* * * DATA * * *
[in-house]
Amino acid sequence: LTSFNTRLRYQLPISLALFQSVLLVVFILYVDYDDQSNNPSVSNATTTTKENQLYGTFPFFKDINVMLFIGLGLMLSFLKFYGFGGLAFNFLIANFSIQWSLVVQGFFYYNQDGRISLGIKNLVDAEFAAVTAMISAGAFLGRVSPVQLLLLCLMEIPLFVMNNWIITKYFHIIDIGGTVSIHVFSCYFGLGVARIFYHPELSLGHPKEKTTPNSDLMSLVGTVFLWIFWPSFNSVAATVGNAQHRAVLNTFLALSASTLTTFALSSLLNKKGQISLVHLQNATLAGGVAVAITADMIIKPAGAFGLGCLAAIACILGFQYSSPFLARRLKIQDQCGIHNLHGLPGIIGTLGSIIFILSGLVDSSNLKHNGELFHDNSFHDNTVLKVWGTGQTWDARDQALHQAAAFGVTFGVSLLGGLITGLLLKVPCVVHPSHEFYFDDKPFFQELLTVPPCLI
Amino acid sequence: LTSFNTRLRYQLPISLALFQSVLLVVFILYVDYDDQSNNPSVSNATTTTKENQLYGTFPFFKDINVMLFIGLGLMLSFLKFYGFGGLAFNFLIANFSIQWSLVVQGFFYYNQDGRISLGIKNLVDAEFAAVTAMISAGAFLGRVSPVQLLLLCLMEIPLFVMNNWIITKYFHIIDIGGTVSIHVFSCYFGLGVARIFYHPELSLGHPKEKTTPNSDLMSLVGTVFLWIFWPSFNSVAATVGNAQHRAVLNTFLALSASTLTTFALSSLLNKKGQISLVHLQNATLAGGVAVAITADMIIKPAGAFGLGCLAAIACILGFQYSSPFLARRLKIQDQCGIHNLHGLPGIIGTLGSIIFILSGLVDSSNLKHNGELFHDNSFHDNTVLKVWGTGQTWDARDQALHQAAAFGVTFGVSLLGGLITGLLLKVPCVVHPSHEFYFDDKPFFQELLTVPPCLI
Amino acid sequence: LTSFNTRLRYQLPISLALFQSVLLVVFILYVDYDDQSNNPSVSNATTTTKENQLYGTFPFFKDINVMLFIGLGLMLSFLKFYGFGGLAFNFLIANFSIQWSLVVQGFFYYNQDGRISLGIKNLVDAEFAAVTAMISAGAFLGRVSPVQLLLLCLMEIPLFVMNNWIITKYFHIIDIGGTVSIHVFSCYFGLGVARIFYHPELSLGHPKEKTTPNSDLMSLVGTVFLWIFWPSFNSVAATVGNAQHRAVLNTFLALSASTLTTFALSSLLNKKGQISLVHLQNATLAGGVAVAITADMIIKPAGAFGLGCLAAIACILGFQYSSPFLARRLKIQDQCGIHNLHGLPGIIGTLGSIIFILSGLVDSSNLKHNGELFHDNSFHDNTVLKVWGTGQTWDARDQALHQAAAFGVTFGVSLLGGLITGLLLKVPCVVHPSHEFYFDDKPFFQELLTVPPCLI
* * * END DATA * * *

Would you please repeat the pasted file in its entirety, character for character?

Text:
[in-house]
Amino acid sequence: LTSFNTRLRYQLPISLALFQSVLLVVFILYVDYDDQSNNPSVSNATTTTKENQLYGTFPFFKDINVMLFIGLGLMLSFLKFYGFGGLAFNFLIANFSIQWSLVVQGFFYYNQDGRISLGIKNLVDAEFAAVTAMISAGAFLGRVSPVQLLLLCLMEIPLFVMNNWIITKYFHIIDIGGTVSIHVFSCYFGLGVARIFYHPELSLGHPKEKTTPNSDLMSLVGTVFLWIFWPSFNSVAATVGNAQHRAVLNTFLALSASTLTTFALSSLLNKKGQISLVHLQNATLAGGVAVAITADMIIKPAGAFGLGCLAAIACILGFQYSSPFLARRLKIQDQCGIHNLHGLPGIIGTLGSIIFILSGLVDSSNLKHNGELFHDNSFHDNTVLKVWGTGQTWDARDQALHQAAAFGVTFGVSLLGGLITGLLLKVPCVVHPSHEFYFDDKPFFQELLTVPPCLI
Amino acid sequence: LTSFNTRLRYQLPISLALFQSVLLVVFILYVDYDDQSNNPSVSNATTTTKENQLYGTFPFFKDINVMLFIGLGLMLSFLKFYGFGGLAFNFLIANFSIQWSLVVQGFFYYNQDGRISLGIKNLVDAEFAAVTAMISAGAFLGRVSPVQLLLLCLMEIPLFVMNNWIITKYFHIIDIGGTVSIHVFSCYFGLGVARIFYHPELSLGHPKEKTTPNSDLMSLVGTVFLWIFWPSFNSVAATVGNAQHRAVLNTFLALSASTLTTFALSSLLNKKGQISLVHLQNATLAGGVAVAITADMIIKPAGAFGLGCLAAIACILGFQYSSPFLARRLKIQDQCGIHNLHGLPGIIGTLGSIIFILSGLVDSSNLKHNGELFHDNSFHDNTVLKVWGTGQTWDARDQALHQAAAFGVTFGVSLLGGLITGLLLKVPCVVHPSHEFYFDDKPFFQELLTVPPCLI
Amino acid sequence: LTSFNTRLRYQLPISLALFQSVLLVVFILYVDYDDQSNNPSVSNATTTTKENQLYGTFPFFKDINVMLFIGLGLMLSFLKFYGFGGLAFNFLIANFSIQWSLVVQGFFYYNQDGRISLGIKNLVDAEFAAVTAMISAGAFLGRVSPVQLLLLCLMEIPLFVMNNWIITKYFHIIDIGGTVSIHVFSCYFGLGVARIFYHPELSLGHPKEKTTPNSDLMSLVGTVFLWIFWPSFNSVAATVGNAQHRAVLNTFLALSASTLTTFALSSLLNKKGQISLVHLQNATLAGGVAVAITADMIIKPAGAFGLGCLAAIACILGFQYSSPFLARRLKIQDQCGIHNLHGLPGIIGTLGSIIFILSGLVDSSNLKHNGELFHDNSFHDNTVLKVWGTGQTWDARDQALHQAAAFGVTFGVSLLGGLITGLLLKVPCVVHPSHEFYFDDKPFFQELLTVPPCLI